The Lenin Award
“A kick in the nuts aimed at the powers that be”. That’s how Lasse Diding describes the purpose of Jan Myrdal's big prize – the Lenin Award that’s awarded every year to an author or artist in Sweden, who operates with social criticism and in a rebellious leftist tradition.
Every year, Lasse Diding gives out the Lenin Award at Varberg Theatre. Photo: Olle Asp
With the prize money amounting to 100,000 SEK, Jan Myrdal’s big prize – the Lenin Award is one of the bigger cultural awards in Sweden – and without a shadow of a doubt the most contentious! In 2013, for example, the author Susanna Alakoski refused to accept the prize, while the award winner in 2014, Jan Guillou, said in his thank you speech that “I am surprised, this wasn’t part of my plan. But I also feel extremely honoured.”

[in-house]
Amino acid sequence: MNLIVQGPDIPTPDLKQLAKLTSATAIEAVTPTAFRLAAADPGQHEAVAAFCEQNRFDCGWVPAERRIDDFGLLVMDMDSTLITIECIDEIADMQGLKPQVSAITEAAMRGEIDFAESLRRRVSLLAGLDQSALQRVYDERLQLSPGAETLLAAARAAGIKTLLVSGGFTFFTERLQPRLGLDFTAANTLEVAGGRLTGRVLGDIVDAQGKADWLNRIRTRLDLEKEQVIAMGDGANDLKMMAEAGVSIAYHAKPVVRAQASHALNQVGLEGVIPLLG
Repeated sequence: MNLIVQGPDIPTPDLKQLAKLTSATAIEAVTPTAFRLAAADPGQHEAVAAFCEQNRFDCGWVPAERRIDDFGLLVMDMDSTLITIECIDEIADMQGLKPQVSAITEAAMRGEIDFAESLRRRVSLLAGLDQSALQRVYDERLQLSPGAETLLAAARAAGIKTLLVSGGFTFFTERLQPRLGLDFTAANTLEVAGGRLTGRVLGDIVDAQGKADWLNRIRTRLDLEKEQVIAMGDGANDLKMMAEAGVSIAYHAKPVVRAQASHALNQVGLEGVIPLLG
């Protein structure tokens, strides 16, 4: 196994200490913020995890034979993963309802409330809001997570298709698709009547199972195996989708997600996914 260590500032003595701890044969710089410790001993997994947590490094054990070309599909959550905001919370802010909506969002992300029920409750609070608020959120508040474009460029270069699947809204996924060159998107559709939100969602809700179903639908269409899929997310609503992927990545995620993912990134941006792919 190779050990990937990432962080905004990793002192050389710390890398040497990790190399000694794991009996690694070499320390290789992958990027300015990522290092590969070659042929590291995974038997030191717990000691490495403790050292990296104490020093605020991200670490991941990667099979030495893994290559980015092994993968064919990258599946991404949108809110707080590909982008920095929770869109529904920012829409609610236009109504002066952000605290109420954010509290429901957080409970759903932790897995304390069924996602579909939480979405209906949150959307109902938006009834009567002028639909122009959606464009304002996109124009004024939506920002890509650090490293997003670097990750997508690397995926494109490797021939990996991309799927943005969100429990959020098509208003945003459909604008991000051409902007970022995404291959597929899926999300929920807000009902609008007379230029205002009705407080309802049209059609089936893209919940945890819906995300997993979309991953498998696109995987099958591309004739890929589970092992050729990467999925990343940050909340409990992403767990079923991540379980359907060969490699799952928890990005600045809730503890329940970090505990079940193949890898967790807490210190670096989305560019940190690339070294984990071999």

Jan Myrdal’s small prize – the Robespierre Prize amounts to 25,000 SEK and should reward a young Swedish writer or artist, who operates in a critical spirit. Anyone can nominate a candidate for both the Lenin Award and the Robespierre Prize. The award winners are chosen by a committee led by Lasse Diding. The formal award ceremony normally takes place at the time-honoured theatre in Varberg and afterwards the festivities are held at Hotell Gästis.
The Lenin Award and the Robespierre Prize were founded in 2009 and 2010 by the Jan Myrdal Society and Lasse Diding, but today the latter stands alone behind the awards. The process of renaming the awards is described under the heading Jan Myrdal and the Lenin Award, and for those who are curious about the history of the Lenin Award, it is recommended to read Background to the Lenin Award.
Background to the Lenin Award
Jan Myrdal and the Lenin Award
The Robespierre Prize